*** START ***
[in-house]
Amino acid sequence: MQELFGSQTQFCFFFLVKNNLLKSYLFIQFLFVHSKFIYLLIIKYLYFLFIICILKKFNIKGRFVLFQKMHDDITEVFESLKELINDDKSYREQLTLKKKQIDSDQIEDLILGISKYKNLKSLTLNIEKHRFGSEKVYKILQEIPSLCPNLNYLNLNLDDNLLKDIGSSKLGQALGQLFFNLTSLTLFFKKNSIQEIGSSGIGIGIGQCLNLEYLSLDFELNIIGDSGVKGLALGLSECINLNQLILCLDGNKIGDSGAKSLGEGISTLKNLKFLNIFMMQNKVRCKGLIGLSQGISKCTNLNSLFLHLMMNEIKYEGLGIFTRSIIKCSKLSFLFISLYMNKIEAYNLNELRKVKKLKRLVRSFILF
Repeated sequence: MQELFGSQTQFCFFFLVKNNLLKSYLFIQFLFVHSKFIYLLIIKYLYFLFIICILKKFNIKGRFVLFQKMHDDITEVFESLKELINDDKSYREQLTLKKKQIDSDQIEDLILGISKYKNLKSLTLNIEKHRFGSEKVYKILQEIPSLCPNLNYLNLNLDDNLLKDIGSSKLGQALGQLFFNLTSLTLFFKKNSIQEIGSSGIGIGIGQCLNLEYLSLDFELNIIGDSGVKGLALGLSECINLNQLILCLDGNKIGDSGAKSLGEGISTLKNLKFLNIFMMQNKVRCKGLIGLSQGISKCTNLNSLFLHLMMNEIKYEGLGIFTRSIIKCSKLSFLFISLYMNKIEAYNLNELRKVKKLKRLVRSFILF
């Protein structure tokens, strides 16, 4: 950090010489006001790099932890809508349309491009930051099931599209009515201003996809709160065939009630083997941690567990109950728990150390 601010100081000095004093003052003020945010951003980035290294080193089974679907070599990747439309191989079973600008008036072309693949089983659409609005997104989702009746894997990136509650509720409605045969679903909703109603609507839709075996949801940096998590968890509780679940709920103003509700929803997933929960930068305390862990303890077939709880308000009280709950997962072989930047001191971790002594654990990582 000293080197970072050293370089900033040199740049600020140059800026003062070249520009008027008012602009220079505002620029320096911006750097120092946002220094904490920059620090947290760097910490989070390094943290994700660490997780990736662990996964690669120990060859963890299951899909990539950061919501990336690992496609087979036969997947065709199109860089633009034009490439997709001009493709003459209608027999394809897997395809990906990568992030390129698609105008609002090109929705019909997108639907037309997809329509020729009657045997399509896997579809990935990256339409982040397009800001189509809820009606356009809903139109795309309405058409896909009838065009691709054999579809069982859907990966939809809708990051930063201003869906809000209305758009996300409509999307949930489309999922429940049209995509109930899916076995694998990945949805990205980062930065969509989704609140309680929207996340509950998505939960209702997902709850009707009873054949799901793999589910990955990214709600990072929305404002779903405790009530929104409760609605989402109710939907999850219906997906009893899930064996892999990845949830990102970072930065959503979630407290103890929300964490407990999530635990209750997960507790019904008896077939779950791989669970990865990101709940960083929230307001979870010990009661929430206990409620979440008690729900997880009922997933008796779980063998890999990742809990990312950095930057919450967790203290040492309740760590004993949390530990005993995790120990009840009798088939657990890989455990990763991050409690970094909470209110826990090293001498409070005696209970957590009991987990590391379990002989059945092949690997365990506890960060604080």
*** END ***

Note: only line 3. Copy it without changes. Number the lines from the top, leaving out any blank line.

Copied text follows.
Repeated sequence: MQELFGSQTQFCFFFLVKNNLLKSYLFIQFLFVHSKFIYLLIIKYLYFLFIICILKKFNIKGRFVLFQKMHDDITEVFESLKELINDDKSYREQLTLKKKQIDSDQIEDLILGISKYKNLKSLTLNIEKHRFGSEKVYKILQEIPSLCPNLNYLNLNLDDNLLKDIGSSKLGQALGQLFFNLTSLTLFFKKNSIQEIGSSGIGIGIGQCLNLEYLSLDFELNIIGDSGVKGLALGLSECINLNQLILCLDGNKIGDSGAKSLGEGISTLKNLKFLNIFMMQNKVRCKGLIGLSQGISKCTNLNSLFLHLMMNEIKYEGLGIFTRSIIKCSKLSFLFISLYMNKIEAYNLNELRKVKKLKRLVRSFILF